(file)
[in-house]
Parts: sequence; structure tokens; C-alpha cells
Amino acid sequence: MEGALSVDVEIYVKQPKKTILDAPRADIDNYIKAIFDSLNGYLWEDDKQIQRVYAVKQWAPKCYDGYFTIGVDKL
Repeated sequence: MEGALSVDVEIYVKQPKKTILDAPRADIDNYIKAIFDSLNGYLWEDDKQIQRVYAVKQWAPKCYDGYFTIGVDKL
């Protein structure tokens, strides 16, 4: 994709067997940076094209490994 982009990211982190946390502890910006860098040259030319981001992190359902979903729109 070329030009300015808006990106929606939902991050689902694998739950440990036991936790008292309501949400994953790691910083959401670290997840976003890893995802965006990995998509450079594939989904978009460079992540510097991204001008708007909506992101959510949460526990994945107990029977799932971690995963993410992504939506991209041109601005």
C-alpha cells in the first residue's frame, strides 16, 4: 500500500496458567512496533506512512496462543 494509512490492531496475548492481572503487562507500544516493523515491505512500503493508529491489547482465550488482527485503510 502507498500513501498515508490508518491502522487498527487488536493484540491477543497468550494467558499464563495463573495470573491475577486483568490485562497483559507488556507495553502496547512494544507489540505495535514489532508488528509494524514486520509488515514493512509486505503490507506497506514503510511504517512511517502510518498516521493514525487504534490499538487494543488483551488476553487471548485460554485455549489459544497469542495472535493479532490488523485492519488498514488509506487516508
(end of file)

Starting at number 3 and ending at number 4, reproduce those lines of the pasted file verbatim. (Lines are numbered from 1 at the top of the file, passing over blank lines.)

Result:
Amino acid sequence: MEGALSVDVEIYVKQPKKTILDAPRADIDNYIKAIFDSLNGYLWEDDKQIQRVYAVKQWAPKCYDGYFTIGVDKL
Repeated sequence: MEGALSVDVEIYVKQPKKTILDAPRADIDNYIKAIFDSLNGYLWEDDKQIQRVYAVKQWAPKCYDGYFTIGVDKL